With apologies to Lizzie Belle, I think she’s confusing Yanmars with certain models of Volvo
As you can see from the posts above, Yanmars, especially the 4JH’s, are widely beloved, so certainly no reason to reject a boat.
I have experience with Yanmars, Perkins/Westerbeke, and Volvos, and call tell you the following:
There are actually very few bad boat diesels made in the last 30 years. One particular model of Volvo gave a lot of trouble 20 years ago, which has hurt the reputation of Volvos, but most Volvos are absolutely fine. The engine is almost never the source of problems on board except in case of operator error or failure of the marinization parts, water
up the exhaust
, etc. So other than one particular model of Volvo, the make of the engine is just never a reason to reject a boat, assuming we’re talking about relatively modern boats with diesel engines.
Yanmars are the only boat diesels where both the engine and all the marinization systems are made in-house. So the engines are actually purpose built for marine
use, which might be some kind of a plus.
In my opinion, Yanmars, at least, 4 cylinder Yanmars, have the following pluses and minuses:
Very smooth running, quiet, sweet sounding
Very easy, reliable starting
Easy to work on (especially, because marinization parts are well integrated)
Widely available parts and service
Reputation for being smoky, although not all of them suffer from this
Parts expensive (but not as expensive as Volve)
Not as simple as Nanni, Beta
The 4JH’s are fast running engines, with redline near 4000 RPM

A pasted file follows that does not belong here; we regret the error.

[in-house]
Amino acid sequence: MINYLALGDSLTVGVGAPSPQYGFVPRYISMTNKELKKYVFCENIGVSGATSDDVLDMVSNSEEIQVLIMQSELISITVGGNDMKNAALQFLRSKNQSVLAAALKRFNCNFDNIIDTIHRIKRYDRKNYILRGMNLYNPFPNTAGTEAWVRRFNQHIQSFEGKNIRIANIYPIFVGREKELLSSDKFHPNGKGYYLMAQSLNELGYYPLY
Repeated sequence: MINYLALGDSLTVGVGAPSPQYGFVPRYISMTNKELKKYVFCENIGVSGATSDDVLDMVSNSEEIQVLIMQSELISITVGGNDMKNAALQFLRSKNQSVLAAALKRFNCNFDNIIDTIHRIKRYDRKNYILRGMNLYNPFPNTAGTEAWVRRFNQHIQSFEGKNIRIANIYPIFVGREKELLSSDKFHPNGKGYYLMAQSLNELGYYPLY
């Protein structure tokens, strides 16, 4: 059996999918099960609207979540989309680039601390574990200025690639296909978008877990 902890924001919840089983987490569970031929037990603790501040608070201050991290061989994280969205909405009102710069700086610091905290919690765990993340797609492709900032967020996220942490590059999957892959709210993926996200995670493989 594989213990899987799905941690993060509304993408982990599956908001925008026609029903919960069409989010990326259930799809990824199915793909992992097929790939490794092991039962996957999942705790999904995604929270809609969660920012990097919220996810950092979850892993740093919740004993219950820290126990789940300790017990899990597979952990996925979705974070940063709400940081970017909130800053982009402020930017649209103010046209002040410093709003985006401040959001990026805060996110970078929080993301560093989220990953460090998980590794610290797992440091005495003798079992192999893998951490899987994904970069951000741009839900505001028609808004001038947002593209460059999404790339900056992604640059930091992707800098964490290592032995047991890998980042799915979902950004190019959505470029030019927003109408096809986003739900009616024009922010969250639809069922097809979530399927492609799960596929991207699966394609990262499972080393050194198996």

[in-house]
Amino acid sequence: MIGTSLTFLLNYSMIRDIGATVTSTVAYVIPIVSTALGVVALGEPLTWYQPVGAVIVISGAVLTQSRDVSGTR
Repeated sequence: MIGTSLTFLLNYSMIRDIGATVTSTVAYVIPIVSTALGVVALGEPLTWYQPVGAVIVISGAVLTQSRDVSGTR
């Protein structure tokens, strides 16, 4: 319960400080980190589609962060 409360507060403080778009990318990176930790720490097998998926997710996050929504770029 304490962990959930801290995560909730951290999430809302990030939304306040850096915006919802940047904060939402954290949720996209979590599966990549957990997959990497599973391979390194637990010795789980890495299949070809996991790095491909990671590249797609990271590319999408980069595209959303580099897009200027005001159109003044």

for some of them, which some people consider a disadvantage, but I don’t see any big problem with that.
injection systems – the most sensitive component of a diesel engine, by far – are top notch, made in Japan
by Zexel, known for better quality than the Bosch systems used on other diesels.
Parts are a double-edged sword. They are fairly expensive, but not as expensive as Volvo. Yanmar has a strict monopoly system which protects territories of parts dealers. This makes it impossible to find discounted parts. But they seem to require their dealers to carry significant stock (I guess tit for tat for getting a protected territory), so availability of parts is very good.
Yanmar dealers and workshops in almost every significant port worldwide.
Someone above suggested buying
the Yanmar impeller removal
tool – a hearty second to that. The seawater pump is mounted backwards on the 4JH without clearance between the pump and the starter to get a regular impeller puller in. It is extremely difficult, maybe impossible, to get the impeller out without the special tool. The clever tool is very effective and surprisingly cheap